An afternoon of rapture for Fulham nearly became one of infamy as a pitch battle between supporters of these West London rivals was only narrowly averted.
When Mike Dean blew the final whistle on Fulham's first win over their neighbours in 27 years, home fans invaded the pitch to celebrate. Ineffectual stewarding and an absence of admonishment on the public address led to them cavorting before the away fans. Inevitably some Chelsea supporters reacted angrily and, too, invaded the pitch. Twenty-seven years ago this would certainly have resulted in a pitch battle but, maybe, two decades of strong anti-hooliganism measures, and the gentrification of football, have changed attitudes. A few scuffles broke out but for most, fortunately, posturing was enough.
The Football Association will doubtless investigate and Fulham can expect punishment. The sadness of this is that it will detract from a magnificent victory, secured by a fortuitous but deserved 16th-minute goal from Luis Boa Morte, which ensured their continued survival in the Premiership for another season.
Chelsea, of course, never lose quietly. This time Jose Mourinho was understandably unhappy about the chalking off of what would have been an equaliser by Didier Drogba after the officials appeared to change their minds under pressure from Fulham players. The injury-time dismissal of William Gallas added to Chelsea's disgruntlement.
"If it was handball the decision is correct," said Mourinho, "but I can promise you, the linesman [who was consulted before the referee disallowed the goal] did not see it, his view was the same as mine. They did not [change the decision] because of what they saw, but because of the pressure Fulham players put on them. When Chelsea does this it is the end of the world, we are punished and the FA comes running after us."
Chris Coleman, the Fulham manager was understandably jubilant, more so having been linked with the sack this week. His decision to ask Steed Malbranque to sit on Claude Makelele whenever Chelsea had possession proved a masterstroke. It prompted Mourinho to withdraw Joe Cole and Shaun Wright-Phillips after just 25 minutes, during which Fulham had utterly outplayed the champions.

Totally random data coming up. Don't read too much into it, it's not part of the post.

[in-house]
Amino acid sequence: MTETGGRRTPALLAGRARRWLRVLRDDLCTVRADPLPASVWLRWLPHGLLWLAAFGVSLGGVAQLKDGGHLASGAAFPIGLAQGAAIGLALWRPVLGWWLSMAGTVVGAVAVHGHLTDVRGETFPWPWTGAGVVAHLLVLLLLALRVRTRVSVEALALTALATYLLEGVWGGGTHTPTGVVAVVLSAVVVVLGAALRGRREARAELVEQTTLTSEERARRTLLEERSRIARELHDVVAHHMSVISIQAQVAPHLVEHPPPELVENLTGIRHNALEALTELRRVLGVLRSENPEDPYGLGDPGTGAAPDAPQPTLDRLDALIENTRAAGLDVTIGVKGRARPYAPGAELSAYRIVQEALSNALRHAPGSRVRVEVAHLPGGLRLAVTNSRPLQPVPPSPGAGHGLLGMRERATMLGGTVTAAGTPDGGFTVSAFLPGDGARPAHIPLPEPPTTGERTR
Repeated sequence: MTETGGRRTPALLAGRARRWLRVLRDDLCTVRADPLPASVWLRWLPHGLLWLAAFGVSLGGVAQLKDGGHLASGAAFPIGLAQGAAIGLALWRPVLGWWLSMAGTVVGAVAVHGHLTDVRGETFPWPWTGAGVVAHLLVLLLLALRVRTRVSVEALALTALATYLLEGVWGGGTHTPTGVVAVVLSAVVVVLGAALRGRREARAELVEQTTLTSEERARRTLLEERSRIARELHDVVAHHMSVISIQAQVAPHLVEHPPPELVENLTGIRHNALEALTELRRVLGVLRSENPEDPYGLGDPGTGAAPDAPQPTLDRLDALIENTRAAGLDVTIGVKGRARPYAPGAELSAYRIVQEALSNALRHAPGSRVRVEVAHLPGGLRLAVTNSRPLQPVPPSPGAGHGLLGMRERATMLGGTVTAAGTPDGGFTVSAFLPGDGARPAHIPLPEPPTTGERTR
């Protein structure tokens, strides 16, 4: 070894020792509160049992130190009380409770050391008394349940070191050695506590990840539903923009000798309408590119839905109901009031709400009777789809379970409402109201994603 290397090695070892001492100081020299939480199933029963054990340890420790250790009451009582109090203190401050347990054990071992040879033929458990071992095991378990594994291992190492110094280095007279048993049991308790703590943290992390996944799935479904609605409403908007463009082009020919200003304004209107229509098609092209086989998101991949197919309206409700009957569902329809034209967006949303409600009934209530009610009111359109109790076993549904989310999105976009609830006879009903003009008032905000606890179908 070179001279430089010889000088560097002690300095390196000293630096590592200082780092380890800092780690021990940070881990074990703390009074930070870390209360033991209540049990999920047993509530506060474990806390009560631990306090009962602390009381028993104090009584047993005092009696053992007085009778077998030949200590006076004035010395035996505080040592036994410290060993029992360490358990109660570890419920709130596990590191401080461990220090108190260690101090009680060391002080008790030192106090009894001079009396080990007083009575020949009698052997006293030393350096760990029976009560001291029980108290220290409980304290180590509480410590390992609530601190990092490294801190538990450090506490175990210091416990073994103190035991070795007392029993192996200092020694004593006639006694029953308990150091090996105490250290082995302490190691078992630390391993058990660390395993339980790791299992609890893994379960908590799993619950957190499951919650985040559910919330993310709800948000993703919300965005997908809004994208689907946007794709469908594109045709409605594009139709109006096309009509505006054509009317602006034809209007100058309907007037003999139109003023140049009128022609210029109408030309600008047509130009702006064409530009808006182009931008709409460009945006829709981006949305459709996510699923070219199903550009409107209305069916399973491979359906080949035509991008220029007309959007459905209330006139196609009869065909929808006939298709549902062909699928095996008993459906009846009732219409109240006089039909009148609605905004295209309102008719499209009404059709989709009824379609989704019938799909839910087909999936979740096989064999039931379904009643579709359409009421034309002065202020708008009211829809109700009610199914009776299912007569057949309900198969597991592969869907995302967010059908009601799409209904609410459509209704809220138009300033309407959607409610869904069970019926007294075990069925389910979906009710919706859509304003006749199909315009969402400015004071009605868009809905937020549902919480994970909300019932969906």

Such substitutions appear to be done as much for their long-term effect, as for their influence on the match. The message is, "I'm the boss and I expect players to perform all the time."
Mourinho insisted that they made a big difference but Chelsea only stretched Mark Crossley once in the first half - from Damien Duff's shot - and their second-half dominance was in part a consequence of Fulham sitting on their lead.
The last time Fulham played at home Arsenal's manifest superiority reduced them to fighting amongst themselves. This time the angst was Chelsea's. As well as the young Englishmen, Robert Huth was also hauled off early, at half-time. Of Chelsea's other centre-halves Ricardo Carvalho was booked for a reckless tackle on Brian McBride and John Terry was fortunate not to have conceded a fifth-minute penalty when he slid into Moritz Volz. Even with the benefit of several television replays the decision was hard to call but there was no doubt that it was a poor attempt at a tackle from a defender with World Cup pretensions.
There was a general lethargy about Chelsea which was underlined in the approach to Fulham's goal. It all stemmed from a Fulham throw-in at which Michael Essien failed to pick up Mark Pembridge allowing him to feed Boa Morte. He squared to Malbranque then moved into space to receive a neat return.
At this point Fulham received the fortune their performance deserved as Paulo Ferreira's attempted clearance cannoned against Boa Morte's shins and past Petr Cech.
Fulham should have doubled their lead when Mark Pembridge released Collins John. However, he shot tamely at Cech. It seemed significant as one goal never looked like being enough - Fulham's defence had conceded 19 goals in six games.
In the 59th-minute, after Pembridge had hit the post, Chelsea's equaliser seemed to have arrived. Drogba got to a long punt from Carvalho ahead of Knight and, with Crossley making an insane sprint from his goal, was able to roll the ball into an empty net. A goal seemed to have been given but, after long consultation between the officials, Drogba was booked.
Chelsea kept pressing but with Crossley making a superb injury-time save from Terry Coleman was able to savour what he described as the "best win of my management career".
Goal: Boa Morte (16) 1-0.
Fulham (4-4-2): Crossley; Volz, Knight, Pearce, Rosenior; Brown, Pembridge, Malbranque (Christanval, 88), Boa Morte; McBride, John (Helguson, 70). Substitutes not used: Warner (gk), Radzinski, Jensen.
Chelsea (4-1-2-3): Cech; Ferriera, Huth (Carvalho, h-t), Terry, Gallas; Makelele; Essien, Lampard; Wright-Phillips (Drogba, 25), Crespo, Cole (Duff, 25). Substitutes not used: Cudicini (gk), Maniche.
Referee: M Dean (Wirral).
Booked: Fulham Brown; Chelsea Huth, Carvalho, Drogba, Makelele.
Sent off: Chelsea Gallas.
Man of the match: Malbranque.
Attendance: 22,486.Reuse content